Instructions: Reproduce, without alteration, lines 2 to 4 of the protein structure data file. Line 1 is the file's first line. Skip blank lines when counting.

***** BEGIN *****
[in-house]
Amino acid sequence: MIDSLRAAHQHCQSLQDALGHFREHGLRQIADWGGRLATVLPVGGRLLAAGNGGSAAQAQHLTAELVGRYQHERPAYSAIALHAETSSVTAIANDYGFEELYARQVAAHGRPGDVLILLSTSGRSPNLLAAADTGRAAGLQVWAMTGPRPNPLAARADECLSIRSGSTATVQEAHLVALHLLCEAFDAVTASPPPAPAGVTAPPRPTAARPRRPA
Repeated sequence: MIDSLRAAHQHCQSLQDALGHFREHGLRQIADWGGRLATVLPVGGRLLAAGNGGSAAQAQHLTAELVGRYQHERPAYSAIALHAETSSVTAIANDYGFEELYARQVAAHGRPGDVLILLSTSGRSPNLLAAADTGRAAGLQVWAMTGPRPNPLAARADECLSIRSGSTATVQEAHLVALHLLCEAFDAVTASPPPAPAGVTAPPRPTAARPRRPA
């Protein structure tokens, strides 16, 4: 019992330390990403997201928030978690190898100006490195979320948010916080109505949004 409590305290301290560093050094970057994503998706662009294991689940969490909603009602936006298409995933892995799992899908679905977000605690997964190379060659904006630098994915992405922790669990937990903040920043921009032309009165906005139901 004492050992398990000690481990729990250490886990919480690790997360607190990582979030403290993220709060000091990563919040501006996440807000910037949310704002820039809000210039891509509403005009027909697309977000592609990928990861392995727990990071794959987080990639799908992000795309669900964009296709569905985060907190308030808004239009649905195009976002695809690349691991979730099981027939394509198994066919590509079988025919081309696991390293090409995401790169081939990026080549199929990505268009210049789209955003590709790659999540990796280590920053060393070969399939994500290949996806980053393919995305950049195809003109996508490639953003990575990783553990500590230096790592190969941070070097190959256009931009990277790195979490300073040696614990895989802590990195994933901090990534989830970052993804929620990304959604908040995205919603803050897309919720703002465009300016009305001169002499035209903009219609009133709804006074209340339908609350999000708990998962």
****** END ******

Amino acid sequence: MIDSLRAAHQHCQSLQDALGHFREHGLRQIADWGGRLATVLPVGGRLLAAGNGGSAAQAQHLTAELVGRYQHERPAYSAIALHAETSSVTAIANDYGFEELYARQVAAHGRPGDVLILLSTSGRSPNLLAAADTGRAAGLQVWAMTGPRPNPLAARADECLSIRSGSTATVQEAHLVALHLLCEAFDAVTASPPPAPAGVTAPPRPTAARPRRPA
Repeated sequence: MIDSLRAAHQHCQSLQDALGHFREHGLRQIADWGGRLATVLPVGGRLLAAGNGGSAAQAQHLTAELVGRYQHERPAYSAIALHAETSSVTAIANDYGFEELYARQVAAHGRPGDVLILLSTSGRSPNLLAAADTGRAAGLQVWAMTGPRPNPLAARADECLSIRSGSTATVQEAHLVALHLLCEAFDAVTASPPPAPAGVTAPPRPTAARPRRPA
């Protein structure tokens, strides 16, 4: 019992330390990403997201928030978690190898100006490195979320948010916080109505949004 409590305290301290560093050094970057994503998706662009294991689940969490909603009602936006298409995933892995799992899908679905977000605690997964190379060659904006630098994915992405922790669990937990903040920043921009032309009165906005139901 004492050992398990000690481990729990250490886990919480690790997360607190990582979030403290993220709060000091990563919040501006996440807000910037949310704002820039809000210039891509509403005009027909697309977000592609990928990861392995727990990071794959987080990639799908992000795309669900964009296709569905985060907190308030808004239009649905195009976002695809690349691991979730099981027939394509198994066919590509079988025919081309696991390293090409995401790169081939990026080549199929990505268009210049789209955003590709790659999540990796280590920053060393070969399939994500290949996806980053393919995305950049195809003109996508490639953003990575990783553990500590230096790592190969941070070097190959256009931009990277790195979490300073040696614990895989802590990195994933901090990534989830970052993804929620990304959604908040995205919603803050897309919720703002465009300016009305001169002499035209903009219609009133709804006074209340339908609350999000708990998962």